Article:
Friday, August 22, 2008

Why drug testing might not protect your hospital

The costs are high. The risks are even higher.

Especially for a hospital or other health care facility, where controlled substances may be within reach every day.

The problem is employee drug use and on-the-job impairment. The solution? That’s where the debate begins.

Is pre-employment and random drug testing the answer?

In theory

Standard wisdom promotes pre-employment drug testing, often with random follow-up testing of current employees. This process, it has been argued, will reduce the incidence of drug use on the job, and help us in achieving the goal of a drug free workplace. This is turn will reduce the costs associated with drug use: absenteeism, poor job performance, critical job errors and turnover.

The problems

Unfortunately, some studies have called in question the usefulness of blanket preemployment drug testing, even in medical settings. In an article in the Journal of Occupational and Environmental Medicine, one study found little or no correlation between drug testing and reducing those costs. Further, they found that drug testing was frequently inequitably applied, inaccurate and often required further, expensive testing to rule out false positives.

Another article in Addiction Professional Journal reported in July of this year that while test positive rates are declining, actual on the job drug use is increasing. They attribute the discrepancy to both lack of controls and easy access to dilutants and other result-altering substances in local communities and online.

Why drug testing still might help

Others claim that the process of drug testing, while admittedly flawed, works as an effective deterrent to drug and alcohol use among job applicants and employees. The chance that they might be caught by a test, even if the test is imperfect, may stop some employees from using drugs if they want to get or keep a job.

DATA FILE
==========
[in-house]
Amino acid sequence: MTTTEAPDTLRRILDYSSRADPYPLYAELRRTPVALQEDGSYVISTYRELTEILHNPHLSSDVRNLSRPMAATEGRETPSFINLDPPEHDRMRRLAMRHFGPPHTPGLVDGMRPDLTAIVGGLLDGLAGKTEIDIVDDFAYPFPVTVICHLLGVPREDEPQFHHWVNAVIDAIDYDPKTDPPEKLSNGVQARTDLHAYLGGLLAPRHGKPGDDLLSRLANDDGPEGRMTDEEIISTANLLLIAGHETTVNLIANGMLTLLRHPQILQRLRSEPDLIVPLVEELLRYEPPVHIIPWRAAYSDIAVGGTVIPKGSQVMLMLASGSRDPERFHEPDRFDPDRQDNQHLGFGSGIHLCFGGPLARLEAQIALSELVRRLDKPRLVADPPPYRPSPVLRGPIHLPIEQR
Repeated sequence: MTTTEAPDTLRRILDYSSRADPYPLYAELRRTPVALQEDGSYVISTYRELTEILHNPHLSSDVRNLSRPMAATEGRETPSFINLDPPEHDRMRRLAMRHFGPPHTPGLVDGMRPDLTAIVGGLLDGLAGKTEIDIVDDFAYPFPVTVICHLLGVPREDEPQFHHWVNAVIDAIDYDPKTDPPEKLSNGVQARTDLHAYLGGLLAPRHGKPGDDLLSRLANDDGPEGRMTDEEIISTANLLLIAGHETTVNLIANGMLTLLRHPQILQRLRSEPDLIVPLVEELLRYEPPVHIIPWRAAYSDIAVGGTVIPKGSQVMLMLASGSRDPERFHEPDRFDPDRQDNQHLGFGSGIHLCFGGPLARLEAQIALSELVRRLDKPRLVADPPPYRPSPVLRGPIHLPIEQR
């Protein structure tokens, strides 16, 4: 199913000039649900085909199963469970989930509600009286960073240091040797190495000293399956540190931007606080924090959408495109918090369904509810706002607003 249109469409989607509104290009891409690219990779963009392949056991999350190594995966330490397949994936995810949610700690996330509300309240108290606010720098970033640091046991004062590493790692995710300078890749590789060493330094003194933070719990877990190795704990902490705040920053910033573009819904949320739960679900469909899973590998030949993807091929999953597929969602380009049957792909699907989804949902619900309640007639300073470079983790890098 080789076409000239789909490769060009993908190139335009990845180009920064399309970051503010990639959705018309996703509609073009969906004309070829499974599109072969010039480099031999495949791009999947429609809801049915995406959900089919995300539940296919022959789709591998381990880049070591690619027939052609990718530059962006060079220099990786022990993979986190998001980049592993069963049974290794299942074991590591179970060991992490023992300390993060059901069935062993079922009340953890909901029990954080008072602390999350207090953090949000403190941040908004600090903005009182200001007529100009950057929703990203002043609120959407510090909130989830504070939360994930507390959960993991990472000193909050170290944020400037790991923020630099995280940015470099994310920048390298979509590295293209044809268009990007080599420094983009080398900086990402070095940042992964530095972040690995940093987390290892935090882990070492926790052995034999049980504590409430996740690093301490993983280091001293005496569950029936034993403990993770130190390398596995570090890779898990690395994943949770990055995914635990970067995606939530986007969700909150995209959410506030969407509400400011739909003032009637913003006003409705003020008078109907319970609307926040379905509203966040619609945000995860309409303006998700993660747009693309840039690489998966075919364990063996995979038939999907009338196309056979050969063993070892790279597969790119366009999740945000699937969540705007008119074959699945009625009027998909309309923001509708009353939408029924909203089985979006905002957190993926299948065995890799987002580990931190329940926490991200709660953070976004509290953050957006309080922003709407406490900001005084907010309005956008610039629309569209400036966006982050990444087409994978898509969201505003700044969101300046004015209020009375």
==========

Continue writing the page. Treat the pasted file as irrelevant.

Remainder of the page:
For that purpose, on-the-spot drug testing may provide the highest level of accuracy and deterrent effect. It’s difficult to prepare for something you do not know is coming. Develop a clear drug free workplace policy, and make sure your employees are aware of the standards and penalties.

As you articulate your policy and its goals, keep in mind the rules governing drug testing in your state or province. Many states ban job site testing and almost all have mandatory notification requirements to notify employees of their rights during and after a workplace drug test.

Alternatives to drug testing

A Journal of Occupational Health Management article by Raphael H. Warshaw offered a different way to measure employee impairment, and effectively screen applicants. He suggests performance based assessment tools as a better tool. His sentiments were independently echoed in articles in Inc. Magazine and on several online HR journals.

Task, neurological and biometric performance tests can measure even small amounts of impairment, and cannot be fooled by dilutants, nor can anyone else take the test (a common problem with urine testing.). These tests get to the heart of what drug testing was supposed to do – evaluate whether applicant or employee “A” can safely and effectively perform the tasks needed for a given job. And since fatigue and stress can impair performance as much as drug or alcohol use, these tests actually provide a larger picture of employee abilities such as response time, dexterity and precision.

While performance tests may be less convenient – they need to be repeated regularly to pick up impairment due to substances or other stressors – they are extremely effective in detecting what drug testing initially promised – impairment of essential skills and judgment.

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